BERLIN — In the wake of the disastrous start of his digital pay TV web DF1, German media mogul Leo Kirch is taking out a major loan from a group of Bavarian banks.
Although neither the banks involved nor the Munich-based Kirch Group were willing to reveal the amount of the loan, estimates in the German press run to over 1 billion marks ($592 million).
A major creditor involved in the transaction is the Bavarian state-owned Landesanstalt fur Aufbaufinanzierung (LfA). LfA prexy Rupert Pfeffer stressed on Monday that the bank was not providing public subsidies to the Kirch Group, but was granting a loan to Kirch “under the same conditions as other international business banks.”
The LfA is believed to be covering half of the sum borrowed, while a consortium of private banks will supply the rest.
A spokesman for the Kirch Group told Daily Variety that “this is a perfectly normal credit transaction between a group of banks and a private company.” The spokesman said the money borrowed would be “used to finance the business activities of the Kirch Group. It is not about DF1.”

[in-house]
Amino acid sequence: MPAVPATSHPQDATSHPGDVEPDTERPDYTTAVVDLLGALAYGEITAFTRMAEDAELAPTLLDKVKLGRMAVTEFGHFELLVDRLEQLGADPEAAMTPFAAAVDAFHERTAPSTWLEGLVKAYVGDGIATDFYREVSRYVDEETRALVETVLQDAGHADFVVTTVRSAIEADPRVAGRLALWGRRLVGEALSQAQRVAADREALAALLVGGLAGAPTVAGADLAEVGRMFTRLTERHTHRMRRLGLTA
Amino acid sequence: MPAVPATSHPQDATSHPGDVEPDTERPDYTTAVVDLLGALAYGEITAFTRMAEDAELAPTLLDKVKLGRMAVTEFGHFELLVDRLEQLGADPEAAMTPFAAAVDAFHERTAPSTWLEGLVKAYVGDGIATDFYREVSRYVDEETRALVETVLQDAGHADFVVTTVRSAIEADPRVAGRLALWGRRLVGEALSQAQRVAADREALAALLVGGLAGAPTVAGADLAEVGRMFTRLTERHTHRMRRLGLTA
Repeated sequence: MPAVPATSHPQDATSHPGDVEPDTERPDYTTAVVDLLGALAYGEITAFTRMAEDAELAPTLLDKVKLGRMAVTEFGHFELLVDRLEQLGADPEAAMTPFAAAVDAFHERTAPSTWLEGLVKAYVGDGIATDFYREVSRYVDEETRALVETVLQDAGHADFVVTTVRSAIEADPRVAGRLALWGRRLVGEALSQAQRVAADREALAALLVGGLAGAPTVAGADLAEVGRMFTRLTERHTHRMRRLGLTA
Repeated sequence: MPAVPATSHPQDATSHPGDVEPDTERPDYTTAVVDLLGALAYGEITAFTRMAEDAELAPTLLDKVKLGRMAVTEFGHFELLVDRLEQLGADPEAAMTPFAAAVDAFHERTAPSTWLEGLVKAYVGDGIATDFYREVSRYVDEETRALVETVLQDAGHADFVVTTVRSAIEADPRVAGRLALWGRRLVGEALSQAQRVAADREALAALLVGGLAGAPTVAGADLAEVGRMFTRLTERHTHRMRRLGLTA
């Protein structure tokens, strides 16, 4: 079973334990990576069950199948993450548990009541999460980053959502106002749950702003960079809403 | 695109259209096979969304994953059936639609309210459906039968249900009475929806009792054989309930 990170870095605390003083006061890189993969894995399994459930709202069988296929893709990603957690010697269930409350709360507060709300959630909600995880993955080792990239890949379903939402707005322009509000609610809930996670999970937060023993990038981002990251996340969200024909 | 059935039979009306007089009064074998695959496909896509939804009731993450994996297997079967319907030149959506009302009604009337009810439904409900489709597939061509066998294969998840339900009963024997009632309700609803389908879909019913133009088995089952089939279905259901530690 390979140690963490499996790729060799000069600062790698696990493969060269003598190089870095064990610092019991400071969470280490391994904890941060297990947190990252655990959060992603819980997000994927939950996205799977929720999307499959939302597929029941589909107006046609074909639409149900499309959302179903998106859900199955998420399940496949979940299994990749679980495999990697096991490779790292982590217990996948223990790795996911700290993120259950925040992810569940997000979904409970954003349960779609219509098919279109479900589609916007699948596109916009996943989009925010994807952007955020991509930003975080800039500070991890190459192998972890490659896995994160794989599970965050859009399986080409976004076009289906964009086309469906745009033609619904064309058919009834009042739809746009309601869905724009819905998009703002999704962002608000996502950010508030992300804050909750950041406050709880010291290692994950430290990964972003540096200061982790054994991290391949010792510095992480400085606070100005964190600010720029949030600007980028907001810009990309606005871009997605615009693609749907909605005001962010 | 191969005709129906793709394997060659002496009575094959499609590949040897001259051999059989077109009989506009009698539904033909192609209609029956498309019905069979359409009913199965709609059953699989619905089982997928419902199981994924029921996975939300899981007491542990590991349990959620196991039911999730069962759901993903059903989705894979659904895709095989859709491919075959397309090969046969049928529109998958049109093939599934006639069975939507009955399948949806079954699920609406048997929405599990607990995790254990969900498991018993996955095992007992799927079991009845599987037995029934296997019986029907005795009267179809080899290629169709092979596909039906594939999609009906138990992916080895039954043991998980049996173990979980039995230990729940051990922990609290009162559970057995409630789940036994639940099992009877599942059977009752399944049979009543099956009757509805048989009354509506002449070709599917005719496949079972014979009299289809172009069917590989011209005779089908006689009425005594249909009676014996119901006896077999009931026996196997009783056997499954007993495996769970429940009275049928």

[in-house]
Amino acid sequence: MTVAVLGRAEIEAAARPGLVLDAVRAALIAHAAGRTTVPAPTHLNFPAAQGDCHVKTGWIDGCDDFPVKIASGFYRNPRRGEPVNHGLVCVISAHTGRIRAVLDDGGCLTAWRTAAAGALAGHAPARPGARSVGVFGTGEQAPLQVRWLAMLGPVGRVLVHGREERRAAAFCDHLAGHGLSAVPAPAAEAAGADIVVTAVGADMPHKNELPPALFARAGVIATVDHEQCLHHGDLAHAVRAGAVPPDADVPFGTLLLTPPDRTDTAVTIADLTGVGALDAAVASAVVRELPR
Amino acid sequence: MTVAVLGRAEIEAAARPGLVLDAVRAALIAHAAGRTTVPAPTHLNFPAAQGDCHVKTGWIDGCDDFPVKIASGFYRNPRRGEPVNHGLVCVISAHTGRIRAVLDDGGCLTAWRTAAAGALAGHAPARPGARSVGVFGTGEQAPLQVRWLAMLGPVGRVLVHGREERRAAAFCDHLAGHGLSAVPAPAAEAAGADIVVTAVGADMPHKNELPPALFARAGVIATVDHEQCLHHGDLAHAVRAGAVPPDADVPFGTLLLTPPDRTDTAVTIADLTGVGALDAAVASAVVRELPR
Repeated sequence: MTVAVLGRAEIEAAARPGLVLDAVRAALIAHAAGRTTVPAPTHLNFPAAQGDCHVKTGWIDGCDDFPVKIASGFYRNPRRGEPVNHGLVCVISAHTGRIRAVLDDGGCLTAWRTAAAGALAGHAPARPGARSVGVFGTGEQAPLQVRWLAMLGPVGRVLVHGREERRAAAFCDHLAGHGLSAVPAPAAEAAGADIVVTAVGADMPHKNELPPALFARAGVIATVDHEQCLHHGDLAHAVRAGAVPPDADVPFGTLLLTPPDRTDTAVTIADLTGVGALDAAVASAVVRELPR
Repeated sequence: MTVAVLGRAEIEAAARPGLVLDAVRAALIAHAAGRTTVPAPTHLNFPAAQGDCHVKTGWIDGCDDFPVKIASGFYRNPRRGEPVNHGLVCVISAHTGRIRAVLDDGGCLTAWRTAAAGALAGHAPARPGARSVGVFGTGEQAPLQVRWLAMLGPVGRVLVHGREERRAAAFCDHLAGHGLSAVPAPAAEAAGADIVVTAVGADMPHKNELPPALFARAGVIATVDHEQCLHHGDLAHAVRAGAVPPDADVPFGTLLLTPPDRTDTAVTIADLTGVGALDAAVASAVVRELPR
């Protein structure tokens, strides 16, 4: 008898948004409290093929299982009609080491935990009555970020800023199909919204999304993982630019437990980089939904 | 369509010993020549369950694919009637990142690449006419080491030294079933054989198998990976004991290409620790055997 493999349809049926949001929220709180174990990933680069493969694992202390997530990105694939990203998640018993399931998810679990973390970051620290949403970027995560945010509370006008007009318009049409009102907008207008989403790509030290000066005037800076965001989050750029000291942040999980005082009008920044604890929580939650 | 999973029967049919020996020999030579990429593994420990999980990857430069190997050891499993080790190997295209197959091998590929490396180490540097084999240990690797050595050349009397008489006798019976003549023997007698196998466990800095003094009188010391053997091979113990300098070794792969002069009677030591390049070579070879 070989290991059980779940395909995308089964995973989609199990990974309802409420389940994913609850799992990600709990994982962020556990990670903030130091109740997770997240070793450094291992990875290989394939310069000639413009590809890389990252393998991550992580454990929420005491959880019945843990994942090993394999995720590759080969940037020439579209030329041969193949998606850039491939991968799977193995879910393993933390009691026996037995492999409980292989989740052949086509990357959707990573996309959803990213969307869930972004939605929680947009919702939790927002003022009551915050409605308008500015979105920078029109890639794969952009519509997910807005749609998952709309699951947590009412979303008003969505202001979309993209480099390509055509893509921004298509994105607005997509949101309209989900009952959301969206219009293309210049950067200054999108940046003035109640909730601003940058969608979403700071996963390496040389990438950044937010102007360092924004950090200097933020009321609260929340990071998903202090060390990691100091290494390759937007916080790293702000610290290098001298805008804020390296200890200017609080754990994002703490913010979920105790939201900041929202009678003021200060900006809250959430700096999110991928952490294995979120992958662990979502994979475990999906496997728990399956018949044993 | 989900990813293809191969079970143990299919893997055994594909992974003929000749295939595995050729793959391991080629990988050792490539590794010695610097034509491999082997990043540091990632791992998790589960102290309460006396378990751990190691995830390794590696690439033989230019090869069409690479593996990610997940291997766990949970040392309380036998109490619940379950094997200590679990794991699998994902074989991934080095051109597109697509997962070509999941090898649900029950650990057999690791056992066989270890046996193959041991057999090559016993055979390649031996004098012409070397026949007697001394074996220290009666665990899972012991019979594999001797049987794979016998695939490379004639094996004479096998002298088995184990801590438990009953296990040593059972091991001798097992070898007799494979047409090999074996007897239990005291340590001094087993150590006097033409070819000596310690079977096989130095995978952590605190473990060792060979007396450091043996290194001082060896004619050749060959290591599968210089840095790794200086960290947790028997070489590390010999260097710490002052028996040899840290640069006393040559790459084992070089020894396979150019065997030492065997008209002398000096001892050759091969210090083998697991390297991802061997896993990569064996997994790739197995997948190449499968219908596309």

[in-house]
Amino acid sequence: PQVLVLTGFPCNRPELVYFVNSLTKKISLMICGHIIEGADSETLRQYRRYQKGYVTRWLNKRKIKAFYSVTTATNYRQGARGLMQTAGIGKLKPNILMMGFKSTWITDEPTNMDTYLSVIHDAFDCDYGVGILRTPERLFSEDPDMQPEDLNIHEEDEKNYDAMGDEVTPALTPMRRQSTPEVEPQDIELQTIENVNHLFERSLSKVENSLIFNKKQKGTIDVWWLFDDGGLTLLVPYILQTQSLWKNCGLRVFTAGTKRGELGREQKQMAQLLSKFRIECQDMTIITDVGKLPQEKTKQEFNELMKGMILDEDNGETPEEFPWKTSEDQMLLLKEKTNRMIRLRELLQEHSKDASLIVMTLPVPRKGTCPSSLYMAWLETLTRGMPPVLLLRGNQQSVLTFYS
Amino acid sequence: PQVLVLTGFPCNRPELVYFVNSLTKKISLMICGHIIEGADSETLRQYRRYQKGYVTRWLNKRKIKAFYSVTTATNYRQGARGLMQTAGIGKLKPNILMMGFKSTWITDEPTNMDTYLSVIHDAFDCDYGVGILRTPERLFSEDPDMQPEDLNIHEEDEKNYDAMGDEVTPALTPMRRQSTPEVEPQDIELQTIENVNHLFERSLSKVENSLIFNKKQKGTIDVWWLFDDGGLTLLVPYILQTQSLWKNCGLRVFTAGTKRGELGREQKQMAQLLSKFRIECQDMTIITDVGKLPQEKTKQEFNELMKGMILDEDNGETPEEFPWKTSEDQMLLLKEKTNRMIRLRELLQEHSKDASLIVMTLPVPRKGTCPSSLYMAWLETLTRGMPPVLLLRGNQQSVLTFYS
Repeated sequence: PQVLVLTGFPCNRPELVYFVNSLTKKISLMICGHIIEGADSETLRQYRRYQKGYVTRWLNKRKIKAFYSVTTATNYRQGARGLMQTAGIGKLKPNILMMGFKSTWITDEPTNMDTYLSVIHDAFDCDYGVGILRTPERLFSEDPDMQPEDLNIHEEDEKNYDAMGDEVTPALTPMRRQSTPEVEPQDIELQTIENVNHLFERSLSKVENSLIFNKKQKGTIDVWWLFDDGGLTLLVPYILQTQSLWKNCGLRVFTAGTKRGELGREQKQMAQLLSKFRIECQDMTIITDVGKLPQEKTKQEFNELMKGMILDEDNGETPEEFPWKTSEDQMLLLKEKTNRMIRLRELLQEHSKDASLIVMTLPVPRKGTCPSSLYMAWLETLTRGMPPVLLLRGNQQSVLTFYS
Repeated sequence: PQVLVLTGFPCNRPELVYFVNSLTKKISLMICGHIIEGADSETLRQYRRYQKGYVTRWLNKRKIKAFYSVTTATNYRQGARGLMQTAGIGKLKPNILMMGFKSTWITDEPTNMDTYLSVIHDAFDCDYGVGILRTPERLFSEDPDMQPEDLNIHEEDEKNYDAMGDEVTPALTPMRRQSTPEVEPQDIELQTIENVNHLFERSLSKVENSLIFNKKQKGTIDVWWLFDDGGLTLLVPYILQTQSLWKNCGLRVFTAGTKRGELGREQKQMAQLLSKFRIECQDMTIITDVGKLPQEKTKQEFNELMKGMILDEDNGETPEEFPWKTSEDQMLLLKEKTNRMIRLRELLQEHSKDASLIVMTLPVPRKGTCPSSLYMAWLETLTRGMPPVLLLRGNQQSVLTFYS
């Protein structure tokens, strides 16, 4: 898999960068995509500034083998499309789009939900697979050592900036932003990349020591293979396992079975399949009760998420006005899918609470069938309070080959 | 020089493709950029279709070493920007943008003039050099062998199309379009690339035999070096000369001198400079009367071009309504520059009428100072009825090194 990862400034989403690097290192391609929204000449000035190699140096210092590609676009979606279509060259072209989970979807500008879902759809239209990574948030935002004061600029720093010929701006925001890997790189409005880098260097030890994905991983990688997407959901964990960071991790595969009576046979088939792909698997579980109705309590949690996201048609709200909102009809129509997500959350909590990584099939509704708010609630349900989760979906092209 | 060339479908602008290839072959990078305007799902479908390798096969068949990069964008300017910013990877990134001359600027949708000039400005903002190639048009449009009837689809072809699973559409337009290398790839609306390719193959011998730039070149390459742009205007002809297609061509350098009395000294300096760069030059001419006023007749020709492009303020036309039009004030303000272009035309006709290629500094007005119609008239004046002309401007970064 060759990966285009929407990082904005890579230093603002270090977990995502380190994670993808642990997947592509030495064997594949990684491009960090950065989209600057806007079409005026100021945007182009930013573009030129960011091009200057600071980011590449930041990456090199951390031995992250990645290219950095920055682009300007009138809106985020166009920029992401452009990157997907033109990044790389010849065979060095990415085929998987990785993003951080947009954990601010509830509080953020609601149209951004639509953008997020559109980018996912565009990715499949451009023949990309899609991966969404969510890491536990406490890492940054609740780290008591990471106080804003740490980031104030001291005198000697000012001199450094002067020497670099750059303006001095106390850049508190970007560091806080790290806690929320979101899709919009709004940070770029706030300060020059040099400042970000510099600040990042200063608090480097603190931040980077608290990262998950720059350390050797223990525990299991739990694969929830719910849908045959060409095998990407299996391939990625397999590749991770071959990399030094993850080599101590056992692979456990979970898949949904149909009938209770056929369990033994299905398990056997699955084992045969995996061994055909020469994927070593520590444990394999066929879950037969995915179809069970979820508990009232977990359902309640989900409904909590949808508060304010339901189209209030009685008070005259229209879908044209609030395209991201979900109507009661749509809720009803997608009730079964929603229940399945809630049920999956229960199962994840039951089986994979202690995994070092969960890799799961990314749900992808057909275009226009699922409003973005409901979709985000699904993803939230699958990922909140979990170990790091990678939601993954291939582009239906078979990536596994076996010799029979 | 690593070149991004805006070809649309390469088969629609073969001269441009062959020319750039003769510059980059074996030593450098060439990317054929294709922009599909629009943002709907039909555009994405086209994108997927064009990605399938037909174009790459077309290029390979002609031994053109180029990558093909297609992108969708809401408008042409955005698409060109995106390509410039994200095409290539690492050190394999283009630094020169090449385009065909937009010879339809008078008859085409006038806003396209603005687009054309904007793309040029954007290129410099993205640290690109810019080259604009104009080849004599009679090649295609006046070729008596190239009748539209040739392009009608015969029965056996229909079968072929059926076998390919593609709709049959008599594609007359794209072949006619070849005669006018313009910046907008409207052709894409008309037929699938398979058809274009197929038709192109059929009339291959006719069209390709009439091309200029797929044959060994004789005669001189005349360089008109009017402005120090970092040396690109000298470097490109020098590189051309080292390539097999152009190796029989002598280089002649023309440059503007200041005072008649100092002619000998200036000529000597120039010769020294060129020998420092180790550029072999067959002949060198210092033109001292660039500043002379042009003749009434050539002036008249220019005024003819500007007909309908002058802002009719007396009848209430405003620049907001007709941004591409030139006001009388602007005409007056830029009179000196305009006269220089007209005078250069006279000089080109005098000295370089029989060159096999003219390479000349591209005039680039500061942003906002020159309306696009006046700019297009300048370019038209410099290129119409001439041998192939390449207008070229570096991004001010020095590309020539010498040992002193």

But most observers in Germany believe that the failed start of DF1 is the main cause of Kirch’s financial problems. Rupert Murdoch’s BSkyB announced earlier this month that it would not take the 49% share in DF1 agreed upon at the launch of the digital channel in July.
Kirch has spent heavily in decoders, satellite dishes and other technical facilities for DF1. But the biggest strains on his purse are his immense outlays for pay TV output deals with the Hollywood majors and premium pay TV sports rights. With only 30,000 DF1 subscribers to date — far short of even the 200,000 hoped for by the end of 1996 — Kirch is clearly losing money at an alarming rate.